More doctors and nurses could be called in, but why do that? Its not as though an Emergency Room is a restaurant, where people can get up and leave. But even in an Emergency Room patients sometimes do decide to get up and leave - even though it may be decidedly dangerous to do so. The morale of the staff deteriorates; good and caring doctors become zombies simply hoping to make it home and somehow put what they’ve experienced and seen out of their minds.
Hospital administrators sometimes show up for a moment -- to do what administrators do. They instruct harried physicians to admit anyone they can. Other administrators run to hospital floors to press other doctors and nurses to discharge anyone they can -- so the ER can admit more new patients to -- keep the money machine rolling.
Beyond the, penny-wise, pound-foolish, tactic of hospitals not adding doctors or nurses to an ER that may be being besieged by twice or even three times the normal amount of patients, administrators often decline to interest themselves in listening to complaints or to concerns from their own personnel.
Interviews with a variety of doctors and nurses reveals the same thing: Nurses, because they have a union, are able to present grievances to administrations, but too often, they just get turned down; doctors who have no union, and knowing that if they complain they will be smeared by bottom-line-obsessed administrators, just swallow-it and try, sometimes against all odds, to do their jobs.
In a malpractice suit, a doctor was sued for allegedly harming a patient through lack of attention. The malpractice attorney asked why the patient hadn’t been seen often enough. Apparently the doctor’s response, explaining that the ER was dangerously overcrowded and understaffed, was met by the inevitable question from the plaintiff’s attorney; "Did you document in your note that the ER was overcrowded and understaffed, or did you complain that the ER was overcrowded or understaffed." And again, because doctors are instructed never to document anything that may make a hospital look liable, the answer had to be, “No.”
While it is the doctors and nurses who seem to be on the receiving end of much of the blame for poor Emergency Room care, it is not at all uncommon that it is the administrators, the ones who sit in their glamorous offices and count the beans, who are responsible.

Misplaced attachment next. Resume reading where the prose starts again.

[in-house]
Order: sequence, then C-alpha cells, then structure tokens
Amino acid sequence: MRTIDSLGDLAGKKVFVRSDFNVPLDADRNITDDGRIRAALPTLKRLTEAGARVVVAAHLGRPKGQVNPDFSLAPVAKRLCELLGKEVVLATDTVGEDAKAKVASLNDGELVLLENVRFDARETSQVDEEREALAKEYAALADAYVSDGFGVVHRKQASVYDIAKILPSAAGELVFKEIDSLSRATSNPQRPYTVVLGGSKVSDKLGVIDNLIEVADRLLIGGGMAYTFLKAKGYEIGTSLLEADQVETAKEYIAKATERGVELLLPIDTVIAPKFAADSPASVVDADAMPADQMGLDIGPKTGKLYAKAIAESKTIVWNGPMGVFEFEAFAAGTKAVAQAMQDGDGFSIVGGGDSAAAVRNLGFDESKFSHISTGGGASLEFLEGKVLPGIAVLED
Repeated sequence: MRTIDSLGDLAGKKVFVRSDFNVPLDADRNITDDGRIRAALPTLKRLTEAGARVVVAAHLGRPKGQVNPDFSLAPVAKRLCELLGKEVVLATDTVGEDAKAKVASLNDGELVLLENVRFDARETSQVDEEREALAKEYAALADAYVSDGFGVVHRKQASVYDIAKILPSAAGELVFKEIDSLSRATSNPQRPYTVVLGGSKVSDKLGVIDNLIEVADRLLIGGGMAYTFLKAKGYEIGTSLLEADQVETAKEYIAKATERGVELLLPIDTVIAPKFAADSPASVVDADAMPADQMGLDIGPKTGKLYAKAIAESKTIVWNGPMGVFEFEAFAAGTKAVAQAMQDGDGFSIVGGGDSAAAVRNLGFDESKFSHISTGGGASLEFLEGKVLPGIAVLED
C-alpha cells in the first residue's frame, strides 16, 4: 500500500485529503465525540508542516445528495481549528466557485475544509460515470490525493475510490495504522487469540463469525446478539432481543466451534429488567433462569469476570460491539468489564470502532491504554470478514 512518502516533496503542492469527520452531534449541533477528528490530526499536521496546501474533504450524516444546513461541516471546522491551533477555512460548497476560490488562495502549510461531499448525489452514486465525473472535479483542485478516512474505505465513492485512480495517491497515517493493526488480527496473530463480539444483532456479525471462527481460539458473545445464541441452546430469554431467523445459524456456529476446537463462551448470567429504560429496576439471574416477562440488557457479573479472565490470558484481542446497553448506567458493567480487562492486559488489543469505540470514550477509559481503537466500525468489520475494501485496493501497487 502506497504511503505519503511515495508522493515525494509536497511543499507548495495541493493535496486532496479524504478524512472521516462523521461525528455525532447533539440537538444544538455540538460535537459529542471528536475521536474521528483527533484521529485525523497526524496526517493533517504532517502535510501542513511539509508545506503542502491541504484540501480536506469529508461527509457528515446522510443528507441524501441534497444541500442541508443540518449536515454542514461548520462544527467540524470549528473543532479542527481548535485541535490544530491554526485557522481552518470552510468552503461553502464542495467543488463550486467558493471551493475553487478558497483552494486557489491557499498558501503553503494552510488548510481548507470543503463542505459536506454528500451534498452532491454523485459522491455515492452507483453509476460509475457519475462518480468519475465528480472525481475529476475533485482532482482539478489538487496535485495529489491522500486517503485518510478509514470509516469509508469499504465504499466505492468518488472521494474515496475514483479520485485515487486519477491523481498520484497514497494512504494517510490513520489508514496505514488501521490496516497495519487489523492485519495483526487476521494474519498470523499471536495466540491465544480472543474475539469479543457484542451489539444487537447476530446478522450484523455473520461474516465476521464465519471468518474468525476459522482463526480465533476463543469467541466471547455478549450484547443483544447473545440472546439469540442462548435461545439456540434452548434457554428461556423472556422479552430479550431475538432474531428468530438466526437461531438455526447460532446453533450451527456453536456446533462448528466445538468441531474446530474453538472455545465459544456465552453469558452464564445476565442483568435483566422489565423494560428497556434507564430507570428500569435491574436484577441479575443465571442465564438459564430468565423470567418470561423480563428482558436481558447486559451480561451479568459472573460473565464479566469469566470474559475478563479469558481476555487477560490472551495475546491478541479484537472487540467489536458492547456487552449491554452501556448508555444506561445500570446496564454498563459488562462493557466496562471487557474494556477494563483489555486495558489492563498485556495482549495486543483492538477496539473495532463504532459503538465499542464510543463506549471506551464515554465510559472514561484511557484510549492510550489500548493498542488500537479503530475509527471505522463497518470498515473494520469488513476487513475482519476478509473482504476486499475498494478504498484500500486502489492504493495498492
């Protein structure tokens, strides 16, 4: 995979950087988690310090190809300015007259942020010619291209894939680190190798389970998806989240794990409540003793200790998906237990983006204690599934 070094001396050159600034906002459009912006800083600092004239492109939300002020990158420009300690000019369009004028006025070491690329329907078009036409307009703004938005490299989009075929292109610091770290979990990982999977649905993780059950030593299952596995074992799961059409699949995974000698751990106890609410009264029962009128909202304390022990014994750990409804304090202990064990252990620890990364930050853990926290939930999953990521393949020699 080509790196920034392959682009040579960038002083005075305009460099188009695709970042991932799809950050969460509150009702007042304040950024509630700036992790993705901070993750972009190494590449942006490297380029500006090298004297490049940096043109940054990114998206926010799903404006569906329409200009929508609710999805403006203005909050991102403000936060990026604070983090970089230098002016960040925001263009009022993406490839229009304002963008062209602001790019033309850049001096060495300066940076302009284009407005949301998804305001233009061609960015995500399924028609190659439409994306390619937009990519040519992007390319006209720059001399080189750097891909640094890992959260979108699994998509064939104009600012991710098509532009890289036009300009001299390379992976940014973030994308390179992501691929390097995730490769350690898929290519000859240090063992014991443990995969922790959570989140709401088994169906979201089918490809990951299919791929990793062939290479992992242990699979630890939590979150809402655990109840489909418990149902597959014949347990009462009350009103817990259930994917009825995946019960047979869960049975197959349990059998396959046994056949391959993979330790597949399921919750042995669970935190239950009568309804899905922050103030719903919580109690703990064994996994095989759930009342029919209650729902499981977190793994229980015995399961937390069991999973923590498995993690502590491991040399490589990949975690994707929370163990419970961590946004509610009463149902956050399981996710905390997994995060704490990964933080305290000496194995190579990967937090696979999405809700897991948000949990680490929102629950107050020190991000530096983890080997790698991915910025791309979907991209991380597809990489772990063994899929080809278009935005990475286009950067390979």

Imagine any other business, like a restaurant, for example, being run the way most emergency rooms are run. Imagine twice the usual numbers of patrons showing up, and some being forced to wait outside for hours, while others are escorted to tables occupied by complete strangers. In order to try to maximize profits, the size of the staff is not modified to adapt to the need – time after time.
My guess is that the restaurant would go broke, unless they were the only one in town -- and in that case, I'd bet a lot of people would just stay home and make their own dinners. But in the real world, as with any rational business, the owners would hire more staff, build a bigger space, and prosper.
In the world of Emergency Rooms, however, reality is turned on its head. Here, because there are times when the ER is not full, and times when it is exploding with three times the normal load of patients, no extra staff are hired, no more space is provided, and because patrons have little alternative, they wait, and wait, and wait, inside and outside the ER. Having interviewed and observed many patients and doctors over the years, I;ve seen first hand what goes on when too many patients encounter too few doctors -- it becomes the most chaotic and among the most dangerous parts of our healthcare system.
One way to fix this mess is to create the only incentive a hospital and its administrators will appreciate- make it very costly to hospitals who leave patients in their ER for a prolonged period of time and create guidelines that require all ERs to have a minimum ration of doctors to patients ( much like child care centers have ).
If it costs the hospital money, when they leave patients in the ED for long periods of time, then they will find a way to fix this mess. Hospitals could open up clinics or urgent care centers ( or cooperate with urgent care centers in their neighborhood) near the hospital that can see non-emergent cases, EDs can actually divert patients to other hospitals when their hospital is too full to adequately treat patients, administrators can call in more doctors when some threshold is reached where a patient to doctor ratio is just too high to safely care for patients .
As I finish writing this I feel hopeless . With the Anthony Weiners and Charlie Rangels in Congress I cannot imagine that any part of our broken health-not-care system will be fixed.
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